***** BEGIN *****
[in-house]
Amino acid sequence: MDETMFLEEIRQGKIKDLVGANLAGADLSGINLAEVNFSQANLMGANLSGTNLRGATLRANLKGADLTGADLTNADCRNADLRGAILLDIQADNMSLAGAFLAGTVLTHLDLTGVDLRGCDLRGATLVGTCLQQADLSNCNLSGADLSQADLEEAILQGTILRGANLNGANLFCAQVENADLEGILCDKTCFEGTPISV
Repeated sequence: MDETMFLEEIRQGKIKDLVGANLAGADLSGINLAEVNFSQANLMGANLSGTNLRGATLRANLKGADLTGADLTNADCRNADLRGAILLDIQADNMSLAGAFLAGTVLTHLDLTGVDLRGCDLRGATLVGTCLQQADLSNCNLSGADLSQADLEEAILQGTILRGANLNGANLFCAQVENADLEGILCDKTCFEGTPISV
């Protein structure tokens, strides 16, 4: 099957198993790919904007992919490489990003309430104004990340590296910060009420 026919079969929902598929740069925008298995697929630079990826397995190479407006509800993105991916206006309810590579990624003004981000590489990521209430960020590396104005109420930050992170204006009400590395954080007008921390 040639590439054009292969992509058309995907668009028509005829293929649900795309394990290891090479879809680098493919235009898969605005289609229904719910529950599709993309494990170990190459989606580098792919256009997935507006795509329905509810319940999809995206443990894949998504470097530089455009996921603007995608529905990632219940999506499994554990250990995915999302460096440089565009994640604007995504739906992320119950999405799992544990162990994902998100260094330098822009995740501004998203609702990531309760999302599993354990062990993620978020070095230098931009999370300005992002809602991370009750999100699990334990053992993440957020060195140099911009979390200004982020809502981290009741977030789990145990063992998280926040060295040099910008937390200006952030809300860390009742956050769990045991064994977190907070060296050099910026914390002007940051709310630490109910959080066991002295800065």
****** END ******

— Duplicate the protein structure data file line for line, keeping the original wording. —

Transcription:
[in-house]
Amino acid sequence: MDETMFLEEIRQGKIKDLVGANLAGADLSGINLAEVNFSQANLMGANLSGTNLRGATLRANLKGADLTGADLTNADCRNADLRGAILLDIQADNMSLAGAFLAGTVLTHLDLTGVDLRGCDLRGATLVGTCLQQADLSNCNLSGADLSQADLEEAILQGTILRGANLNGANLFCAQVENADLEGILCDKTCFEGTPISV
Repeated sequence: MDETMFLEEIRQGKIKDLVGANLAGADLSGINLAEVNFSQANLMGANLSGTNLRGATLRANLKGADLTGADLTNADCRNADLRGAILLDIQADNMSLAGAFLAGTVLTHLDLTGVDLRGCDLRGATLVGTCLQQADLSNCNLSGADLSQADLEEAILQGTILRGANLNGANLFCAQVENADLEGILCDKTCFEGTPISV
């Protein structure tokens, strides 16, 4: 099957198993790919904007992919490489990003309430104004990340590296910060009420 026919079969929902598929740069925008298995697929630079990826397995190479407006509800993105991916206006309810590579990624003004981000590489990521209430960020590396104005109420930050992170204006009400590395954080007008921390 040639590439054009292969992509058309995907668009028509005829293929649900795309394990290891090479879809680098493919235009898969605005289609229904719910529950599709993309494990170990190459989606580098792919256009997935507006795509329905509810319940999809995206443990894949998504470097530089455009996921603007995608529905990632219940999506499994554990250990995915999302460096440089565009994640604007995504739906992320119950999405799992544990162990994902998100260094330098822009995740501004998203609702990531309760999302599993354990062990993620978020070095230098931009999370300005992002809602991370009750999100699990334990053992993440957020060195140099911009979390200004982020809502981290009741977030789990145990063992998280926040060295040099910008937390200006952030809300860390009742956050769990045991064994977190907070060296050099910026914390002007940051709310630490109910959080066991002295800065």